Kamala Sohonie

Kamala Sohonie, the one who led the way

Lack of encouragement from a young age, restrictions on feminity, and outright rejections, women in STEM face these and a lot more. Sometimes however we see a star shine bright despite the challenges.

“When girls are in elementary school, they think they can be anyone, they can do anything. All of a sudden, they get into high school, and they get into science classes, and besides the fact that they’re doing as well or better than the boys in the class, they’re looking toward their future, and they see posters full of male scientists. They don’t see themselves on the lab bench. They don’t see where their place is”. Chien-Shiung Wu, one of the most prominent scientists of 20th century who wasn’t included in a Nobel prize granted for her own experiment.

Science, though a quintessentially rational profession, has been plagued by irrational social biases. Women have always been underrepresented, underpaid, and unrecognised in sciences. The lack of recognition alone does not represent the entirety of the problem. One of the biggest factors in lack of representation of 50% of the population is their systematic exclusion from the academics.

Lack of encouragement from a young age, restrictions on feminity, and outright rejections, women in STEM face these and a lot more. Sometimes however we see a star push away the dust around it and shine bright despite the challenges. Dr. Kamala Sohonie was one of such stars. Dr. Kamala had a lot of ‘Firsts’ to her name, leading on to become the first Indian Woman ‘on whom the title of PhD (in Science) degree was conferred’.

Kamala Bhagvat was born in 1912, in a highly-educated family. Her father and uncle were among the first Chemists to graduate from Indian Institute of Sciences (Then Tata Institute of Sciences) in Bengaluru. Kamala had a supportive family and in-house role models, so it was no surprise when she decided to become a Chemist herself. She finished school at top of her batch and enrolled into B.Sc. Physics and Chemistry course at Bombay Presidency College under Bombay University. She topped her batch again and graduated with proverbial Flying Colours.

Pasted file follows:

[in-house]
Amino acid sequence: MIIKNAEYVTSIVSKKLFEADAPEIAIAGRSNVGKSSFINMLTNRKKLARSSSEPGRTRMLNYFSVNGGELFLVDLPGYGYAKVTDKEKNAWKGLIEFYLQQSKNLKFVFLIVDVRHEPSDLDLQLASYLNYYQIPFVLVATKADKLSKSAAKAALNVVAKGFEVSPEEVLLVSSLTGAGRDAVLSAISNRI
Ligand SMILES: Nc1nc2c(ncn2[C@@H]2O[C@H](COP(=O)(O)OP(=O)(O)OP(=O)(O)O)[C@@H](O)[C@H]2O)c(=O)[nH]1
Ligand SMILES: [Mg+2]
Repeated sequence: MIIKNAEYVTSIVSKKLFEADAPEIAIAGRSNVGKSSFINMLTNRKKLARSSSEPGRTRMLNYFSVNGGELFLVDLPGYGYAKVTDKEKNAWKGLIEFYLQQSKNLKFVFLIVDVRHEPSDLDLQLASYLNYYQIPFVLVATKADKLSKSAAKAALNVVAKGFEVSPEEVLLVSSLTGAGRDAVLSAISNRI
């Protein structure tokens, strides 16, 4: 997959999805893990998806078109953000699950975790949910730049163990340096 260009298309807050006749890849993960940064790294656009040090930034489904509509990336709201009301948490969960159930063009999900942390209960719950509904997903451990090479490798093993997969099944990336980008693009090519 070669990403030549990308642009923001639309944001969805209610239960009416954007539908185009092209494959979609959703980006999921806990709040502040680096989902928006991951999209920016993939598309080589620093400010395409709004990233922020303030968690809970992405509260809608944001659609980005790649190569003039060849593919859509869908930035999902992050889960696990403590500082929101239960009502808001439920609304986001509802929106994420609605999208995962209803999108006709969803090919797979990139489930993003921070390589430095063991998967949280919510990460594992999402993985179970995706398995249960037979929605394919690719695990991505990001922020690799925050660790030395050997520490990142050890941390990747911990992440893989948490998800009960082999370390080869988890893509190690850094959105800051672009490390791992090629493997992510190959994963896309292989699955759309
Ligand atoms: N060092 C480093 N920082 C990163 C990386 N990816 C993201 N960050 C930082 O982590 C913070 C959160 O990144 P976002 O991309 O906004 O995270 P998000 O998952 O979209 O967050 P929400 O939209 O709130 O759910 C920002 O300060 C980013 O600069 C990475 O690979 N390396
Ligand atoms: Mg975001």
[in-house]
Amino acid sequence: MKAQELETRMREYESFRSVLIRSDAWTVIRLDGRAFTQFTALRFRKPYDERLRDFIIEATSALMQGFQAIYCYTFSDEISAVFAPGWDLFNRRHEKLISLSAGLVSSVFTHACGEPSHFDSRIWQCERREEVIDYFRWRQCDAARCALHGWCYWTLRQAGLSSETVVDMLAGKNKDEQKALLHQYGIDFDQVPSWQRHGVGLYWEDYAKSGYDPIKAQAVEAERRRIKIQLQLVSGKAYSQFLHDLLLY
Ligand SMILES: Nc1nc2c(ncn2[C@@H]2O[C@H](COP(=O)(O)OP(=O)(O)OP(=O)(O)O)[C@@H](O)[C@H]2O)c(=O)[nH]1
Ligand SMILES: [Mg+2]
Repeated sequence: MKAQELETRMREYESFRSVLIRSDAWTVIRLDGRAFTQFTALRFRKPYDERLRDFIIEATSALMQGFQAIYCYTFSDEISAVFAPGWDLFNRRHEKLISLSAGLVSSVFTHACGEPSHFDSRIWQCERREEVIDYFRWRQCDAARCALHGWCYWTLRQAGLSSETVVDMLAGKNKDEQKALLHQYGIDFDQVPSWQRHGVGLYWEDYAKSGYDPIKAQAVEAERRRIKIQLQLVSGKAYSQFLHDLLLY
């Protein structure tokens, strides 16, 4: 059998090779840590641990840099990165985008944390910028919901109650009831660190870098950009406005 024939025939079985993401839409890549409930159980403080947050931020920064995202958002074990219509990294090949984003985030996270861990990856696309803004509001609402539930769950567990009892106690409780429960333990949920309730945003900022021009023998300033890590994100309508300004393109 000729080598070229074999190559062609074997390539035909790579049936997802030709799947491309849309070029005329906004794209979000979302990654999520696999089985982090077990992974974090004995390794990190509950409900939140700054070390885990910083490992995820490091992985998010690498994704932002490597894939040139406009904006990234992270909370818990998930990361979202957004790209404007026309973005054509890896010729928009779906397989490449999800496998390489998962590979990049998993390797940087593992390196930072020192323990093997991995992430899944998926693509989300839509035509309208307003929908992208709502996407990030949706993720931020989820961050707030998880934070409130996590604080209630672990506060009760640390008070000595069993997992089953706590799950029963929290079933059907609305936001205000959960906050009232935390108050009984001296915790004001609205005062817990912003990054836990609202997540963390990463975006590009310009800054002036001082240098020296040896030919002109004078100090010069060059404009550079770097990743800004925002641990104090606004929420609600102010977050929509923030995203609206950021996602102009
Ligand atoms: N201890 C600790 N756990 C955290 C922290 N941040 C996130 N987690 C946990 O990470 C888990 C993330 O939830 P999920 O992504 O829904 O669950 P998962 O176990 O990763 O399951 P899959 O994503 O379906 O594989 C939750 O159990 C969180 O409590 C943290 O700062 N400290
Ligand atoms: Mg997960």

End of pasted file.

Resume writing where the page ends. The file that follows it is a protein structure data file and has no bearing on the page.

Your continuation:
Born into an affluential family with two alumni, and topper of the University merit list, she thought her admission into IISC would be easy. She failed to account for the bias against women at that time, her application was rejected. The Director of the Institute at that time was Nobel Laureate Sir C. V. Raman. Sir Raman was a man of principles, one of them was “I am not going to take any girls in my institute!”. Which was his reply to Kamala’s father and uncle’s request for reconsideration.

Refusing to settle for any other institute, or stand down against discrimination, Kamala persisted. She met Sir Raman and asked for reasons and assured him that she would complete her course with distinction, and yet Raman ignored her requests. Then 22-year-old Kamala resorted to Satyagrah in Raman’s Office. Sir Raman, unable to provide a valid official justification for the rejection, relented. He accepted Kamala’s application with some conditions which she had to accept. He did not admit her as a regular candidate, she had to work late nights as per instructions of her guide, and she was not to ‘Distract her male colleagues’.

Kamala was to later recount at an event by Indian Women Scientists’ Association (IWSA). “Though Raman was a great scientist, he was very narrow-minded. I can never forget the way he treated me just because I was a woman. Even then, Raman didn’t admit me as a regular student. This was a great insult to me. The bias against women was so bad at that time. What can one expect if even a Nobel Laureate behaves in such a way?”